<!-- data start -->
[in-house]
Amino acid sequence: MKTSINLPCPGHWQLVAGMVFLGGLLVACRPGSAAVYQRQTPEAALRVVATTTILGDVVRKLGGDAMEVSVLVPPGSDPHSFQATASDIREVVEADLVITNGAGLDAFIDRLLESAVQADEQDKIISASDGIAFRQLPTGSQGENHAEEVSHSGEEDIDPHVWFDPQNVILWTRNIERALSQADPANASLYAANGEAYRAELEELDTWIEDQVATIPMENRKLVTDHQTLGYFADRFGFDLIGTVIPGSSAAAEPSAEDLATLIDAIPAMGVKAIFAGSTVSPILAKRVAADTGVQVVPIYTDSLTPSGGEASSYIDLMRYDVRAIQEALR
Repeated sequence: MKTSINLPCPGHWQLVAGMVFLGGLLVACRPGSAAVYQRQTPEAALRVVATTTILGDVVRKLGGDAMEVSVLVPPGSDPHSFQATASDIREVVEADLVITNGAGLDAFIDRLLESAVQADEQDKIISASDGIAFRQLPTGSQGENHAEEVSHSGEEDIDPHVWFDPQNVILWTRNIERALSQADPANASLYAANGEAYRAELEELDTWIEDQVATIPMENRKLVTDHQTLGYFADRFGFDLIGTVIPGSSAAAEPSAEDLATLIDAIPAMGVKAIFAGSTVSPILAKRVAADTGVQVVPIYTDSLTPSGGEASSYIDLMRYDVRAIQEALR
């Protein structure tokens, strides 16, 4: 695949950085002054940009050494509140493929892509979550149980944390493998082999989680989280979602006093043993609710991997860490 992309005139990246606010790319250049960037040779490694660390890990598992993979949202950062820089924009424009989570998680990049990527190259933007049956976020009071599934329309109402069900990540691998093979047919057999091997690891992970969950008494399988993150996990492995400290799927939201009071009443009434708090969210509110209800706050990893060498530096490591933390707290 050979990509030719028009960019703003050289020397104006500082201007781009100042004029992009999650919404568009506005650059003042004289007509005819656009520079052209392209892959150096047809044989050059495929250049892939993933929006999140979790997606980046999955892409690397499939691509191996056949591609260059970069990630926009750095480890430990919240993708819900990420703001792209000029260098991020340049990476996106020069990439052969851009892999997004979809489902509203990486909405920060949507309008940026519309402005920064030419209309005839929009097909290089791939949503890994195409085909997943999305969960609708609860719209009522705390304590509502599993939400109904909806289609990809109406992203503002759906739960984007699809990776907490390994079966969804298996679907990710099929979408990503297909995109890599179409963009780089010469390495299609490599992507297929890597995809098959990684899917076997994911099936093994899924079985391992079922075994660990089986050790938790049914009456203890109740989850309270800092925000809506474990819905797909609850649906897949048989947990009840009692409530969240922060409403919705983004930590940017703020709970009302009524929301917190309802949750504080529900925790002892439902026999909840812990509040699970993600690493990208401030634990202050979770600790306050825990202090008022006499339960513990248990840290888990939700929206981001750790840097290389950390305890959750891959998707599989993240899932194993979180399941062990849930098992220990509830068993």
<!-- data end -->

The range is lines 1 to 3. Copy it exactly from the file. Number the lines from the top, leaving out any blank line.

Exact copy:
[in-house]
Amino acid sequence: MKTSINLPCPGHWQLVAGMVFLGGLLVACRPGSAAVYQRQTPEAALRVVATTTILGDVVRKLGGDAMEVSVLVPPGSDPHSFQATASDIREVVEADLVITNGAGLDAFIDRLLESAVQADEQDKIISASDGIAFRQLPTGSQGENHAEEVSHSGEEDIDPHVWFDPQNVILWTRNIERALSQADPANASLYAANGEAYRAELEELDTWIEDQVATIPMENRKLVTDHQTLGYFADRFGFDLIGTVIPGSSAAAEPSAEDLATLIDAIPAMGVKAIFAGSTVSPILAKRVAADTGVQVVPIYTDSLTPSGGEASSYIDLMRYDVRAIQEALR
Repeated sequence: MKTSINLPCPGHWQLVAGMVFLGGLLVACRPGSAAVYQRQTPEAALRVVATTTILGDVVRKLGGDAMEVSVLVPPGSDPHSFQATASDIREVVEADLVITNGAGLDAFIDRLLESAVQADEQDKIISASDGIAFRQLPTGSQGENHAEEVSHSGEEDIDPHVWFDPQNVILWTRNIERALSQADPANASLYAANGEAYRAELEELDTWIEDQVATIPMENRKLVTDHQTLGYFADRFGFDLIGTVIPGSSAAAEPSAEDLATLIDAIPAMGVKAIFAGSTVSPILAKRVAADTGVQVVPIYTDSLTPSGGEASSYIDLMRYDVRAIQEALR